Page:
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Three members of a now-defunct white supremacist group were sentenced to more than two years in prison Friday for punching, kicking and choking counter-demonstrators at a white nationalist rally in Charlottesville and events in California.
Benjamin Daley, 26, Michael Miselis, 30, and Thomas Gillen, 25, were members of a group known as the "Rise Above Movement" and previously pleaded guilty to one count of conspiracy to riot, the U.S. Attorney’s Office for the Western District of Virginia said in a statement Friday.
"These defendants, motivated by hateful ideology, incited and committed acts of violence in Charlottesville, as well at other purported political rallies in California," U.S. Attorney Thomas T. Cullen said in a statement.
"They were not interested in peaceful protest or lawful First Amendment expression; instead, they intended to provoke and engage in street battles with those that they perceived as their enemies," he said.
Daley was sentenced Friday to 37 months, Miselis to 27 months, and Gillen, 33 months, prosecutors said. All three are from California.
A fourth man, Cole Evan White, who has also pleaded guilty to the same charge, will be sentenced later, the U.S. attorney’s office said.
Prosecutors say from March to August 2017, they traveled to political rallies in California and Virginia to engage in violence.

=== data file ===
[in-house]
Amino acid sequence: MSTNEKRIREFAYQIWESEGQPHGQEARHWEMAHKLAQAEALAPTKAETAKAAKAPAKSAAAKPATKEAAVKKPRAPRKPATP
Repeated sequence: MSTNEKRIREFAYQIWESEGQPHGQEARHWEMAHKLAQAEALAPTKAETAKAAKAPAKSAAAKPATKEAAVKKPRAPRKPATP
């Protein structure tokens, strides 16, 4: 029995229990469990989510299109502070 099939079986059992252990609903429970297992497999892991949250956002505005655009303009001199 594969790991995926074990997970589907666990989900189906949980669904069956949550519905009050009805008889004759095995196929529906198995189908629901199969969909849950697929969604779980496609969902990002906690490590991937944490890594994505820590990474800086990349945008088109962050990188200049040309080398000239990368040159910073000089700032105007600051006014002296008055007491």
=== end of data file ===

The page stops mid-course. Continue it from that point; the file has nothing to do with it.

They all are accused of traveling to the Unite the Right rally in Charlottesville, where they attended a tiki-torch march the night before where participants chanted slogans like “Blood and soil!” and “Jews will not replace us!"
At the rally the next day, they attacked counter-demonstrators, prosecutors said, and as part of their pleas, they admitted the violence was not in self-defense.
At the Unite the Right rally, another man, James Alex Fields Jr., drove his car into a group of demonstrators opposing the white nationalist rally. Heather Heyer, 32, was killed. Fields has been sentenced to multiple life terms.
Daley's attorney, Lisa Lorish, told the Associated Press that she and lawyers for Miselis and Gillen argued that prosecutors had not proved that a hate crime sentencing enhancement should apply. Lorish said the judge denied the enhancement for all three men.
Separate federal charges in California against three other men who were accused of being in the Rise Above Movement organization and inciting violence at rallies in that state were dismissed in June, the AP has reported. The judge ruled in that case that their actions amounted to constitutionally protected free speech.